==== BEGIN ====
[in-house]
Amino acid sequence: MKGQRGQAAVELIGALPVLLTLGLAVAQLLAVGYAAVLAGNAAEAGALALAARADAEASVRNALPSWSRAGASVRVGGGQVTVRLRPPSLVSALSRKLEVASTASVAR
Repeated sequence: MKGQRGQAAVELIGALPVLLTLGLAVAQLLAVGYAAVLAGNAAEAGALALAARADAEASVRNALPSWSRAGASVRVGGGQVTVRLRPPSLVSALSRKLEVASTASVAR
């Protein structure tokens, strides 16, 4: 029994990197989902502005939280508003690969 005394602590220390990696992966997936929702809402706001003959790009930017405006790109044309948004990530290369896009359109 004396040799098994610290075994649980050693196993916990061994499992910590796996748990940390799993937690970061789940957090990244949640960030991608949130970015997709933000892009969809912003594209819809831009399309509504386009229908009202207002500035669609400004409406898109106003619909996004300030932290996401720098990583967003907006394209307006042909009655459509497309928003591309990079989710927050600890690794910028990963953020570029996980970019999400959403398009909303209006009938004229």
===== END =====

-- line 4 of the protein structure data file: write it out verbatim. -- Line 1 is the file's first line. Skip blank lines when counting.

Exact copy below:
């Protein structure tokens, strides 16, 4: 029994990197989902502005939280508003690969 005394602590220390990696992966997936929702809402706001003959790009930017405006790109044309948004990530290369896009359109 004396040799098994610290075994649980050693196993916990061994499992910590796996748990940390799993937690970061789940957090990244949640960030991608949130970015997709933000892009969809912003594209819809831009399309509504386009229908009202207002500035669609400004409406898109106003619909996004300030932290996401720098990583967003907006394209307006042909009655459509497309928003591309990079989710927050600890690794910028990963953020570029996980970019999400959403398009909303209006009938004229």